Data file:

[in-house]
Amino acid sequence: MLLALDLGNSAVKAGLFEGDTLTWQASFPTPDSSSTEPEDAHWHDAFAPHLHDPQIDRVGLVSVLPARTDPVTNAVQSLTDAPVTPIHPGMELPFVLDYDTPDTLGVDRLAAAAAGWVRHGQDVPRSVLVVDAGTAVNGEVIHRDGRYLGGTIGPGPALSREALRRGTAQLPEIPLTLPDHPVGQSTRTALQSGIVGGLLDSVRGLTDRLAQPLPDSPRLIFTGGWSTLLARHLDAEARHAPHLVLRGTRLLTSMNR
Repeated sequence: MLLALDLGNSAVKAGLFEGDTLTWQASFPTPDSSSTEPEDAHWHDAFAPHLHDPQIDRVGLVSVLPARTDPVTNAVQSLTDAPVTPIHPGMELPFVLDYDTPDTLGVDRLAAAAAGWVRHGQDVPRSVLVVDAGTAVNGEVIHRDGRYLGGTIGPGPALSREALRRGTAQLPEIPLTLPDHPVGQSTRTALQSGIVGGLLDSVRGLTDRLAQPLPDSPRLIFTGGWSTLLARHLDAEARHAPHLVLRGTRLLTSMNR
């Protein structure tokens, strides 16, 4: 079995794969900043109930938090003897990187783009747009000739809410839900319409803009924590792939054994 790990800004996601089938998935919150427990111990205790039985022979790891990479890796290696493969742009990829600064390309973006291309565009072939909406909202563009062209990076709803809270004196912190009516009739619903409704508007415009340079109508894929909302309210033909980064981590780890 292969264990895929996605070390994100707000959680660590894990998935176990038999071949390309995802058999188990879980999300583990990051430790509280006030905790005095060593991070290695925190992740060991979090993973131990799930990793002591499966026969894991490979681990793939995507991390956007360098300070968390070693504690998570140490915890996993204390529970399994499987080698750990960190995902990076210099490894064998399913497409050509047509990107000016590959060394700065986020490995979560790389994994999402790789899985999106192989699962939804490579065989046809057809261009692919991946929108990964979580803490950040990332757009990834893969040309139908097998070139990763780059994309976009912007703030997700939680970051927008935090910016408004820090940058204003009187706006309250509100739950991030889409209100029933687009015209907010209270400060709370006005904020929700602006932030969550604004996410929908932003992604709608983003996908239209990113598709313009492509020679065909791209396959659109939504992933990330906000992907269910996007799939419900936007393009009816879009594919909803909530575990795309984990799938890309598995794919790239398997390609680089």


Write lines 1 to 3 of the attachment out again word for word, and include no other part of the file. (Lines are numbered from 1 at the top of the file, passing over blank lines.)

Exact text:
[in-house]
Amino acid sequence: MLLALDLGNSAVKAGLFEGDTLTWQASFPTPDSSSTEPEDAHWHDAFAPHLHDPQIDRVGLVSVLPARTDPVTNAVQSLTDAPVTPIHPGMELPFVLDYDTPDTLGVDRLAAAAAGWVRHGQDVPRSVLVVDAGTAVNGEVIHRDGRYLGGTIGPGPALSREALRRGTAQLPEIPLTLPDHPVGQSTRTALQSGIVGGLLDSVRGLTDRLAQPLPDSPRLIFTGGWSTLLARHLDAEARHAPHLVLRGTRLLTSMNR
Repeated sequence: MLLALDLGNSAVKAGLFEGDTLTWQASFPTPDSSSTEPEDAHWHDAFAPHLHDPQIDRVGLVSVLPARTDPVTNAVQSLTDAPVTPIHPGMELPFVLDYDTPDTLGVDRLAAAAAGWVRHGQDVPRSVLVVDAGTAVNGEVIHRDGRYLGGTIGPGPALSREALRRGTAQLPEIPLTLPDHPVGQSTRTALQSGIVGGLLDSVRGLTDRLAQPLPDSPRLIFTGGWSTLLARHLDAEARHAPHLVLRGTRLLTSMNR